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General News    H2'ed 6/1/12

Rare Earth Metals and the Petroleum Fight of the 21st Century

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One of the strangest enigmas of WWII was the Japanese attack on Pearl Harbor. For over two hours on the sunny morning of Sunday, December 7, 1941, Japanese planes dropped bombs on as many warships as possible in the Hawaiian port of Pearl Harbor. By the end of it all, nearly the entire Pacific Fleet of the US lay crippled or sunk. Thousands were killed either as a result of the attacking planes, or as a result of those ships that sunk.

But there was one strategic area that saw no devastation that day. While the relentless Japanese assault on the warships in the harbor that day produced horrific results for the US Pacific Fleet, other major areas of vulnerability for the US remained untouched and unaffected. None of the over two dozen fuel depots received any damage at all. Even the only oil tanker in harbor that day, the USS Nehosho, went completely unscathed.

As the chief commander of the Pacific fleet, Admiral Nimitz, later admitted, "Had the Japanese destroyed the oil, [they] would have prolonged the war another two years."

Although the eventual outcome may not have changed, the end date of the war may have been altered substantially.

From the earliest days of the 20 th Century, with Henry Ford starting to mass produce his Model As and Ts and Calvin Coolidge promising "a car in every garage and a chicken in every pot," Americans understood the fundamental need that oil would fill for the foreseeable future.   And during the second world war, Americans were seen across the Middle East and beyond, wining and dining the Iranians and the Saudis, as well as other emirs of the region, with promises of paradise and endless riches if they would just sign up with the US and tow the line.

When Nixon took the dollar off of the gold standard in 1971, he made certain that OPEC would only sell their oil in dollars by 1973. Thus was born the "Petro-dollar." It went unchallenged until 2000, when a sorry and broken leader decided to sell some of his oil in Euros in 2000. His name? """. Saddam Hussein, and we all know what happened to him. And the funniest part of this story (if there really is one) was that the US bought almost all of this oil with euros!!!

At the dawn of the 21 st Century, the fight over oil is growing tired and grim. The uses for oil have run their gambit and though it would be hard for anyone to imagine a world without the splendor of unleaded gas fueling their car, or plastic parts forming their computers, there are already cheaper alternatives on the horizon and more awareness of the downside to all this petro-pollution destroying our planet.

Enter rare earth elements, REE. Where oil can be found almost everywhere and only man's overaggressive lust for the product has had an impact on its abundance, rare earth elements were believed to be, well, rather rare. Even the periodic table of elements points to them almost as an aside to the rest of the elements. They are there because science says they have to be there to fill some electron grouping of some kind.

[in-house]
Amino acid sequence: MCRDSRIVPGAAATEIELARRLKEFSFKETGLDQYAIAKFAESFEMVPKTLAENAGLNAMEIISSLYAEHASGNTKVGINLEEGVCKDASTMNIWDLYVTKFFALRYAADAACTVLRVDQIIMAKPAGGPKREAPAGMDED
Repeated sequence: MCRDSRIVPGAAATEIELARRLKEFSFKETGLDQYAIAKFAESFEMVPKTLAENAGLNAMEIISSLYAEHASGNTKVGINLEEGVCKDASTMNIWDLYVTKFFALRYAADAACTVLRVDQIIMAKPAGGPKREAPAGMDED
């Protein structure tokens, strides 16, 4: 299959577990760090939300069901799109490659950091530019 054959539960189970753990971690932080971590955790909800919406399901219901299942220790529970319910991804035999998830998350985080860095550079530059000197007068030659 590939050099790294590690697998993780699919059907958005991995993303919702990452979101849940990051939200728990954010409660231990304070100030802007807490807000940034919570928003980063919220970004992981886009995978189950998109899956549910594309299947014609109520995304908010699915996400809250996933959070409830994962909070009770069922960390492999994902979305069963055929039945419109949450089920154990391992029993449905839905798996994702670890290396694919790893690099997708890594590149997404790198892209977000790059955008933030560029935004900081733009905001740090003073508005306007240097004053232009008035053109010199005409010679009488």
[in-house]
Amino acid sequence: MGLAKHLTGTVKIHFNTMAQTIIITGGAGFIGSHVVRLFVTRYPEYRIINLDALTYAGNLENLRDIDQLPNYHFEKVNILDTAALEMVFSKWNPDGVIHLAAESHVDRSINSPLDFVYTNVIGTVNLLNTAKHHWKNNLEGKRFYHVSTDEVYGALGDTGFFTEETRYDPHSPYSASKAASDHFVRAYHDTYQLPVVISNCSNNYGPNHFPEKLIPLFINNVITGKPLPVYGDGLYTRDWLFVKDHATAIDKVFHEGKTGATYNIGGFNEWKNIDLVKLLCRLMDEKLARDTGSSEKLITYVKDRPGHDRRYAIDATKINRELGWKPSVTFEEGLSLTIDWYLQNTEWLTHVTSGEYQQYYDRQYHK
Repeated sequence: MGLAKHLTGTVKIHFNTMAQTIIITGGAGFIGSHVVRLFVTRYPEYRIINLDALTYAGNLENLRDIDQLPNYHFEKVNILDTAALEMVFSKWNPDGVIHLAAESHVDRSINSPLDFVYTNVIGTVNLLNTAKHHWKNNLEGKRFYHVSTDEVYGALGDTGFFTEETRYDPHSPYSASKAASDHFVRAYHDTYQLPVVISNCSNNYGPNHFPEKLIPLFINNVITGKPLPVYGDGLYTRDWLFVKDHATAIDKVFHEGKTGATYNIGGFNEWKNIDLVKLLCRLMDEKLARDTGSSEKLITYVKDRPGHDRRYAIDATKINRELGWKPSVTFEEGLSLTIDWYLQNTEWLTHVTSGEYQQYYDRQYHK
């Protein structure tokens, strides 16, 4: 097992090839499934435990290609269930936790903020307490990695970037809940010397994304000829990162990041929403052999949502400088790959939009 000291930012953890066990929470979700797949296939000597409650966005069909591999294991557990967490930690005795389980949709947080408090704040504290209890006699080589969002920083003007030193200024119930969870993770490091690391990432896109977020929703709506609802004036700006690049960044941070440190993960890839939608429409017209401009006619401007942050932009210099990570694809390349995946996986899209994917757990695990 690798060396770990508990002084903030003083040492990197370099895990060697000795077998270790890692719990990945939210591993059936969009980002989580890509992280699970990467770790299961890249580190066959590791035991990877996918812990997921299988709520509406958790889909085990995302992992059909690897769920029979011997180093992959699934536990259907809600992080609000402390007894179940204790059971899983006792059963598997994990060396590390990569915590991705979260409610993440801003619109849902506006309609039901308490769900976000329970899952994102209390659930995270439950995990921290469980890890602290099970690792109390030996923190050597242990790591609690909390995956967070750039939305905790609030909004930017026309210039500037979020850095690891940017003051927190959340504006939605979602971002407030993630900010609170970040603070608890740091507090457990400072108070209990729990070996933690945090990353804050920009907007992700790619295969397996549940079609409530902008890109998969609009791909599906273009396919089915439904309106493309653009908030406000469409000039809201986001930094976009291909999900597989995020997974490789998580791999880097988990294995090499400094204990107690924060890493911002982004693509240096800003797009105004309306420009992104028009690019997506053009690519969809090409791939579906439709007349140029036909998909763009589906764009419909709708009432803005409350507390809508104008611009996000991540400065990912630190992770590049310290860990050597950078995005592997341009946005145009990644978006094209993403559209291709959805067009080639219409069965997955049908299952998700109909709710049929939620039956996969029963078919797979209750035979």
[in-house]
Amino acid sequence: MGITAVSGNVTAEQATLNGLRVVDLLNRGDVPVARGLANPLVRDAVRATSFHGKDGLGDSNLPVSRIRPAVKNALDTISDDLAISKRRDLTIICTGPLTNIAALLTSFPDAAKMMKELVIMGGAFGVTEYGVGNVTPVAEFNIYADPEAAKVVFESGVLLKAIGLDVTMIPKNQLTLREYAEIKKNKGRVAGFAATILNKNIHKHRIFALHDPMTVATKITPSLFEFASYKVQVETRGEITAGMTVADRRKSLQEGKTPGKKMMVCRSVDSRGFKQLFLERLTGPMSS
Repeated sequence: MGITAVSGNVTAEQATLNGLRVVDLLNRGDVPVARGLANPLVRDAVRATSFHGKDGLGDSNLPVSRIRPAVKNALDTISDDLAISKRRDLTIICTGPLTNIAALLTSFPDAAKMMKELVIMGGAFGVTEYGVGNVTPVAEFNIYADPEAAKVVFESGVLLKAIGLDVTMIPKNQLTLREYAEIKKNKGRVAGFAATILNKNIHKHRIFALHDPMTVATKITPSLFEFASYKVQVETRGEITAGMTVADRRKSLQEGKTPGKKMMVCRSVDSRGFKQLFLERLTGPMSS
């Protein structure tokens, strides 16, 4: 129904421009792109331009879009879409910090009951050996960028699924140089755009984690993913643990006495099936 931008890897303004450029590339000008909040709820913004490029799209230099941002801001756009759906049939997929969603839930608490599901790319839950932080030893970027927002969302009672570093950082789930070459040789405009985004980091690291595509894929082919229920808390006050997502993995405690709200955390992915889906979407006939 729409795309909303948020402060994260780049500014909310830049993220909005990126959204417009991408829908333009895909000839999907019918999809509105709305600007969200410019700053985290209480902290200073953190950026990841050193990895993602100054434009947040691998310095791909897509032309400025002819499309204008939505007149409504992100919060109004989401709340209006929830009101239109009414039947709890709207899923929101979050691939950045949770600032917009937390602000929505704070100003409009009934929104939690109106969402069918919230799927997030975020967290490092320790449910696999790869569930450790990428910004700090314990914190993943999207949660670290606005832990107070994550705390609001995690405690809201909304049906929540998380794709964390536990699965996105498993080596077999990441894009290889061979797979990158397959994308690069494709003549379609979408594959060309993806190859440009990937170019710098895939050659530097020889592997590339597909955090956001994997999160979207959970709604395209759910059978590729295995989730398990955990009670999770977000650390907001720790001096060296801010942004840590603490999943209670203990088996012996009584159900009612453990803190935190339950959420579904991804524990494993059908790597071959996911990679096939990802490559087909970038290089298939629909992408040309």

But they do indeed exist. Scandium, Yttrium, Lanthanum, Cerium, Praseodymium, Neodymium, Promethium, Samarium, Europium, Gadolinium, Terbium, Dysprosium, Holium, Erbium, Thulium, Ytterbium, and Lutetium not only exist, they are becoming more and more needed. Whether in cars, computers, scientific instruments, medicine, photography, or just about anywhere else modern technology turns, it has become apparent that researchers need rare earth elements to reach the next milestone. Cell phones, cameras, listening devices, airplanes, transmission equipment and much more now rely on REE more than ever before. And the dependence is only growing.

But wait, there's more.

China owns 95% of all known REEs in the world. That is not a typo. China OWNS them. China controls them. And their usage is growing so fast that soon, China will turn (much like the US in the 1960s) from a net exporter to a net importer. Yes! China, with 95% of all the REEs in the world, will soon be looking to other countries to satisfy its demand for them.

That means that the rest of the entire world, the US, UK, Europe, Russia, South America, Africa and elsewhere, will be battling China over the 5% that China DOESN'T own!!! Talk about a monopoly. China is the REE capital of the world, lock, stock and barrel. And their appetite, much like the US of the 20 th Century, will only grow over time.

In 1912, the US clearly understood the importance of oil and oil products for the future of mankind. By the 1930s, many of DuPont's best engineers had discovered incredible properties for the polymers produced from oil. Perhaps there was a "new" market out there for such strange gunk. And indeed, there was. As Dustin Hoffman's character was counseled upon graduation in the 60s movie, The Graduate, "Think plastics!"

Today, it is hard to think of a product that DOESN'T have some connection with plastics, something that is less than 100 years old. Where will REEs be 100 years from now? Only time will tell, but one thing is certain, China will be the leader and the world will follow their tune. REEs are among the most expensive, most innovative and most far reaching of any group of products on the planet. Where oil is being replaced as quickly as possible, REEs are just now giving birth to the products, the processes and the promise that will become the hallmark of this century.

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66 year old Californian-born and bred male - I've lived in four different countries, USA, Switzerland, Mexico, Venezuela, and currently live in the Dominican Republic - speak three languages fluently, English, French, Spanish - have worked as a (more...)

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